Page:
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However, you, true Christian, persevere. Keep going. Live Christ’s words out in your life. Be a beatitude kind of influence on others.

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TRANS: But if you fail to persevere, if you fail to live out the Beatitudes in your life, if you do not have a life of good works for Christ, … If the salt has lost become saltless…if the salt has become foolish … and because you can’t make it salty again, what do you do with it?

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  1. Thrown out and trampled under foot

    Jesus says … “It is no longer good for anything, except to be thrown out and trampled underfoot by men.” That is a threat. At that time, people dumped their garbage and various things in the street to walk over it. It’s not salt, it simply looks like salt. It is in reality then nothing but dirt and should be treated like dirt.

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    The fish coming from the sea of Galilee needed salt. Food needs to be seasoned with salt, but once the salt has no saltiness, you can’t salt it again. Every food can be preserved by salt but salt itself which has lost its saltiness cannot be reversed. And that is the very judgment for the supposed disciple whose mission it was to save the world… But he has proven himself not to live up to that mission and so he himself now is lost for ever and is treated as the dirt and the garbage of this world.

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    He is “Thrown out!” Jesus says … imagine hearing that awful judgment.

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    Luke 13:28 “In that place there will be weeping and gnashing of teeth when you see Abraham and Isaac and Jacob and all the prophets in the kingdom of God, but yourselves being thrown out.”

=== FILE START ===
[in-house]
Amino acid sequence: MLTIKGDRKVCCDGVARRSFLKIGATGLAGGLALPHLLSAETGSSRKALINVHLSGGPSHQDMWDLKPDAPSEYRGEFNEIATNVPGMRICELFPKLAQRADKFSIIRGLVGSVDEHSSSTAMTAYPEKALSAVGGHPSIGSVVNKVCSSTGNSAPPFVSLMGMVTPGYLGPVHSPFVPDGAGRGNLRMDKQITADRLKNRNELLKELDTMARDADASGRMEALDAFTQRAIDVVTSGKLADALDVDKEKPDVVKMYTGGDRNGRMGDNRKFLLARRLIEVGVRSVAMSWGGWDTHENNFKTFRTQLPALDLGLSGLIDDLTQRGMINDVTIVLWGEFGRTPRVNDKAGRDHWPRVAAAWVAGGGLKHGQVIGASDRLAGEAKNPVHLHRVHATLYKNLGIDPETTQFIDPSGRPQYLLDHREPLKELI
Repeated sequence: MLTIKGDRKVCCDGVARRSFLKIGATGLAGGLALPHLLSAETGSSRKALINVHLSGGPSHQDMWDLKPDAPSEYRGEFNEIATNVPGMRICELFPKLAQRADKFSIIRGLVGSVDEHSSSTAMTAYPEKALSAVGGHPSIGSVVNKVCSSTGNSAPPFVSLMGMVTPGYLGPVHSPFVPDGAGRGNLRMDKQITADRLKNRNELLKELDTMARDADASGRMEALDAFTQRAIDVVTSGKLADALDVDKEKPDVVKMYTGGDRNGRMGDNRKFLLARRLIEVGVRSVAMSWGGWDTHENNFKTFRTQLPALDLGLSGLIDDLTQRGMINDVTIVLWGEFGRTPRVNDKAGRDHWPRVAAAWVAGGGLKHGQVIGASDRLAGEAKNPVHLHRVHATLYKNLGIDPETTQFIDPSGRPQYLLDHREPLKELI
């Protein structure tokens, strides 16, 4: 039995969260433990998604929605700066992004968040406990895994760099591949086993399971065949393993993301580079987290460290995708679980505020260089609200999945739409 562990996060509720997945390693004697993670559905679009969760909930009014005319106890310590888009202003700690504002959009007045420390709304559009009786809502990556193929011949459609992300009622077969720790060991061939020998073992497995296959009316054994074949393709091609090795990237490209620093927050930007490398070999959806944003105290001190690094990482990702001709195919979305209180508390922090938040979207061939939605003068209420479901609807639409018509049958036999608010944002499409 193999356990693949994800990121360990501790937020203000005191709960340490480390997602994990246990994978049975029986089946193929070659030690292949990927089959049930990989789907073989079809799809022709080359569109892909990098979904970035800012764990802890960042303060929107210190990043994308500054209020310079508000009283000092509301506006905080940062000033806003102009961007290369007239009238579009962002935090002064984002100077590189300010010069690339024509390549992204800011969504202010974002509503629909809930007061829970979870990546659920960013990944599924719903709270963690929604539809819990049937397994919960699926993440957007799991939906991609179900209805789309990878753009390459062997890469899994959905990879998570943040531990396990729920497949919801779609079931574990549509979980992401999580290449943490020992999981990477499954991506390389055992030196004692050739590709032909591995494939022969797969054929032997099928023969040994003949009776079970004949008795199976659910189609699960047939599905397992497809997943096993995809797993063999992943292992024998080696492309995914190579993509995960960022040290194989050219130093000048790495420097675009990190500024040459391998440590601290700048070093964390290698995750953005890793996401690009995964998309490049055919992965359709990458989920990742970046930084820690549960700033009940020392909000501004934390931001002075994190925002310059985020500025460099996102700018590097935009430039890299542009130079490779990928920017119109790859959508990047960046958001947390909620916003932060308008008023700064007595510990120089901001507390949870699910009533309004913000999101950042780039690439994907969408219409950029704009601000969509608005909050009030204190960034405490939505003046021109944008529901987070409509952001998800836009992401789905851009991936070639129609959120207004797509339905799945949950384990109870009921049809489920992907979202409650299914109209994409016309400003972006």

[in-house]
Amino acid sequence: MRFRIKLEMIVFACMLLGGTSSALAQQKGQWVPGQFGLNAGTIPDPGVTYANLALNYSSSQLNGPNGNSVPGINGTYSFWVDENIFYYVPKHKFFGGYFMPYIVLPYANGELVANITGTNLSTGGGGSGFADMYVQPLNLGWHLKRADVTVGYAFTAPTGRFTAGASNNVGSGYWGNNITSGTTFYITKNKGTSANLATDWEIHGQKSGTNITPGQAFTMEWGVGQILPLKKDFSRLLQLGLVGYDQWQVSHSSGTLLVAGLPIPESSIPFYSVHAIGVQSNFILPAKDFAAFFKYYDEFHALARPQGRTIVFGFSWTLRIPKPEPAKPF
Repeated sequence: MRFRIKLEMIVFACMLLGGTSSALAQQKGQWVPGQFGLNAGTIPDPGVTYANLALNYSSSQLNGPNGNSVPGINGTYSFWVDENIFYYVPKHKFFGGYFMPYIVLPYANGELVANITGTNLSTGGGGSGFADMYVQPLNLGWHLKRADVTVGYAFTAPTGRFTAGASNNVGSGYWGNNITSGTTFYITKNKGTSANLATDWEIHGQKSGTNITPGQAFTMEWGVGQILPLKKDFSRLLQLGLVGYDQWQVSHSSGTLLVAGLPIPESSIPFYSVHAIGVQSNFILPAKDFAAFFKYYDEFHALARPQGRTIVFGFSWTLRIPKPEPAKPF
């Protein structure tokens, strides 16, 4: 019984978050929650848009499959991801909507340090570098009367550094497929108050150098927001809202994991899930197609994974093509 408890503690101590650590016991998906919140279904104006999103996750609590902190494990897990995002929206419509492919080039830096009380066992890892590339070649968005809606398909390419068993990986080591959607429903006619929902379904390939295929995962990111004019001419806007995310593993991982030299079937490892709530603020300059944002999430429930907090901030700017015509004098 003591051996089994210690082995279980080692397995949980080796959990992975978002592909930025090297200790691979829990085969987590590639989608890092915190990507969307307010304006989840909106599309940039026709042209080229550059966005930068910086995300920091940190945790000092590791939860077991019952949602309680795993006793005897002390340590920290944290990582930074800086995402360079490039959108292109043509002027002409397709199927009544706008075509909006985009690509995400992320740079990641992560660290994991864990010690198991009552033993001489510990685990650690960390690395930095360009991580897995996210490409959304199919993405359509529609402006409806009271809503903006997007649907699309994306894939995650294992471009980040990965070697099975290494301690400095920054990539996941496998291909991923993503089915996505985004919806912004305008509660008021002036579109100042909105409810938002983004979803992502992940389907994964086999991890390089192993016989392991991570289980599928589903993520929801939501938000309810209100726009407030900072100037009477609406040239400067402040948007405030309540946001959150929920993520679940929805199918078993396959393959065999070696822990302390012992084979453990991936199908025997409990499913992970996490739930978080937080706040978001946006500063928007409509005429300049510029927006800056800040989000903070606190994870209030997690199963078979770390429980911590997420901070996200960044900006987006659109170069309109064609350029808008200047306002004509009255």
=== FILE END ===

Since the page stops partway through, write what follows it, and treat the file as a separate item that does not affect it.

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    John 15:6 “If anyone does not abide in Me, he is thrown away as a branch and dries up; and they gather them, and cast them into the fire and they are burned.”

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    But for those who are true disciples indeed, who follow Christ and in whom are the Beatitudes, it is they whom Jesus says….

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    John 6:37 “All that the Father gives Me will come to Me, and the one who comes to Me I will certainly not [throw] out.[3]

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CONCLUSION What is the Meaning of Matthew 5.13

We can have confidence before God that we are His when our lives testify that we have the beatitudes … or rather, when the Beatitudes have us.

John 15:8 “My Father is glorified by this, that you bear much fruit, and so prove to be My disciples.”

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That needs to be you. Prove yourself to be one of Jesus’ disciples by producing His fruit. Abide in the vine. Know the gospel, live it out, grow each day, seek His face. Understand what He has done for you, so that you may live for Him.

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562 I Gave My Life for Thee

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Go to Matthew Main Page

Go To New Testament Books

Go To BibleTrove Home Page

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  1. http://www.history.com/news/ask-history/where-did-the-expression-worth-ones-salt-come-from

  2. Good Girls, Bad Girls of the New Testament: Their Enduring Lessons By T. J. Wray

    https://aleteia.org/2016/07/22/new-findings-in-israel-suggest-a-different-mary-magdalene/

  3. http://www.etsjets.org/files/JETS-PDFs/54/54-4/JETS_54-4_715-748_Garlington.pdf